2. L. Calpurnius
Bestia, probably a grandson of the preceding, was one of the Catilinarian conspirators, and is mentioned by Sallust as tribune of the plebs in the year in which the conspiracy was detected, B. C. 63.
It appears, however, that he was then only tribune designatus; and that he held the office in the following year, B. C. 62, though he entered upon it, as usual, on the 10th of December, 63.
It was agreed among the conspirators, that Bestia should make an attack upon Cicero in the popular assembly, and that this should be the signal for their rising in the following night.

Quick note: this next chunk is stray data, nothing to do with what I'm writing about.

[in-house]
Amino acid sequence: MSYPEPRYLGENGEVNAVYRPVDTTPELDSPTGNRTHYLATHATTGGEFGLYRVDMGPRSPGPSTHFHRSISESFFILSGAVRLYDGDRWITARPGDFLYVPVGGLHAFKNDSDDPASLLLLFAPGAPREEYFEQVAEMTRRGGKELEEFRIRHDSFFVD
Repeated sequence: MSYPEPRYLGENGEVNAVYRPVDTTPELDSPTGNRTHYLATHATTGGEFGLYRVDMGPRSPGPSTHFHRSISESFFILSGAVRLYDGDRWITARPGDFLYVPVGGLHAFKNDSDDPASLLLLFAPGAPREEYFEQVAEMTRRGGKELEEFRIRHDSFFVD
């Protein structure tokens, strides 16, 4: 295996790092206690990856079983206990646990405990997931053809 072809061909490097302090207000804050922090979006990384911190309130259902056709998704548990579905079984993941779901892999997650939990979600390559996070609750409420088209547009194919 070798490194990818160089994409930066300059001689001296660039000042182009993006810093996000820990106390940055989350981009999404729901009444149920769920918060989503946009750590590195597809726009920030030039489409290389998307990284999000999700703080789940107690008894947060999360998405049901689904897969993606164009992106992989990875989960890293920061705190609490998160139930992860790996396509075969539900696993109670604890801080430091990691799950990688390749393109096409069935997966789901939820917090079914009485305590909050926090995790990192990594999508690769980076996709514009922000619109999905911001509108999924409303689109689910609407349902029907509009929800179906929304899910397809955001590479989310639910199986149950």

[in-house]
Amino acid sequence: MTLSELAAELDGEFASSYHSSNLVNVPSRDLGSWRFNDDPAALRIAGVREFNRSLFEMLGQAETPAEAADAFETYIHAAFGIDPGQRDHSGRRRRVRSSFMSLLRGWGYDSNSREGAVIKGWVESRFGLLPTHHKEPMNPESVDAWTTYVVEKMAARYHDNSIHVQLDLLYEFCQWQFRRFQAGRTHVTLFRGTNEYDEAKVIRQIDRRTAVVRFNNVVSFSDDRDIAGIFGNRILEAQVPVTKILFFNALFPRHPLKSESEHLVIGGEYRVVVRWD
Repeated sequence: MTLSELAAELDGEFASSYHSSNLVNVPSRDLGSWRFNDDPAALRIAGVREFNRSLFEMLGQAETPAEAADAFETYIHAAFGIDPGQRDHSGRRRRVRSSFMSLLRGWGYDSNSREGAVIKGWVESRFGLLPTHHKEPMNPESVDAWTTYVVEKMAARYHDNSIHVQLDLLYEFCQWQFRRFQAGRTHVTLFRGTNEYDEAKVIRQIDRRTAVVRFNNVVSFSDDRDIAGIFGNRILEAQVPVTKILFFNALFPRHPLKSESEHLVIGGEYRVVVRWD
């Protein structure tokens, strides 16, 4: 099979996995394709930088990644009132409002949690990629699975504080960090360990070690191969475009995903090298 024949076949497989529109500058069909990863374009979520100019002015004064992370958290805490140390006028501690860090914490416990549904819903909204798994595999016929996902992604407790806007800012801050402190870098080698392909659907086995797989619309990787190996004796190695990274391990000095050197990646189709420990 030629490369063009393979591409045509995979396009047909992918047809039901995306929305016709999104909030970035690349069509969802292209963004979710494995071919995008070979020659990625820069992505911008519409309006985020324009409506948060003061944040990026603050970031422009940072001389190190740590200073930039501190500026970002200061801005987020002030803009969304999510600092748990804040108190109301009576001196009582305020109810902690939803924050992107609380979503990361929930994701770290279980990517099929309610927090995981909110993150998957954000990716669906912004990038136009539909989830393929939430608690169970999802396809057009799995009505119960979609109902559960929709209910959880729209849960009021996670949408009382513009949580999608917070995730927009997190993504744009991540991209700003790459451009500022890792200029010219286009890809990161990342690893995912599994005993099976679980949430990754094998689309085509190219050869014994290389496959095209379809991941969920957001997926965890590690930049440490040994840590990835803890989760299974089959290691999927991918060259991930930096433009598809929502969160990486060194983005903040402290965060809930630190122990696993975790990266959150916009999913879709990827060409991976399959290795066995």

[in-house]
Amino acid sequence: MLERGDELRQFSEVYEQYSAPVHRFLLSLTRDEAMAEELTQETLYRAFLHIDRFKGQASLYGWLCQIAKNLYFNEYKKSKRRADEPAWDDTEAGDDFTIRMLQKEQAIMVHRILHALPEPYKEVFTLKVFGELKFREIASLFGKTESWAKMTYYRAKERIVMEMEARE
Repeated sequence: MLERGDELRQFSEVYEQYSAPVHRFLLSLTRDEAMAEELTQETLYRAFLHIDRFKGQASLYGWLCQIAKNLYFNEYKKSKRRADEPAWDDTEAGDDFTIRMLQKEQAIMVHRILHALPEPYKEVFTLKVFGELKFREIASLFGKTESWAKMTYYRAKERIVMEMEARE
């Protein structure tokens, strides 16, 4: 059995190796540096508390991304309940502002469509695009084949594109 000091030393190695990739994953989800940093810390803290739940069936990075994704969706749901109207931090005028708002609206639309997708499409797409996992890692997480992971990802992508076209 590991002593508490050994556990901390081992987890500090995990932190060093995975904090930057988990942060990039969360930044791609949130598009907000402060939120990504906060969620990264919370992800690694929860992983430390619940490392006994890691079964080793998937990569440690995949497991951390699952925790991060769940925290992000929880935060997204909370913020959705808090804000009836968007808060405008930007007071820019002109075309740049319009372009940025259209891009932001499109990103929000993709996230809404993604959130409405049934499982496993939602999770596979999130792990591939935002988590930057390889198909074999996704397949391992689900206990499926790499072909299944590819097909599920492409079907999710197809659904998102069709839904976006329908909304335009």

The vigilance of Cicero, however, as is well known, prevented this. (Sal. Cat. 17
; Appian, App. BC 2.3
; Plut. Cic. 23
; Schol. Bob. pro Sest.
p. 294, pro Sull.
p. 366, ed Orelli.)
Bestia was aedile in B. C. 59, and was an unsuccessful candidate for the praetorship in 57, notwithstanding his bribery, for which he was brought to trial in the following year and condemned.
He was defended by his former enemy, Cicero, who had now become reconciled to him, and speaks of him as his intimate friend in his oration for Caelius. (100.11.) After Caesar's death, Bestia attached himself to Antony, whom he accompanied to Mutina in B. C. 43, in hopes of obtaining the consulship in the place of M. Brutus, although he had not been praetor. (Cic. Phil. 13.12
, ad Qu. Fr.
11.5, 12.8, 13.2.)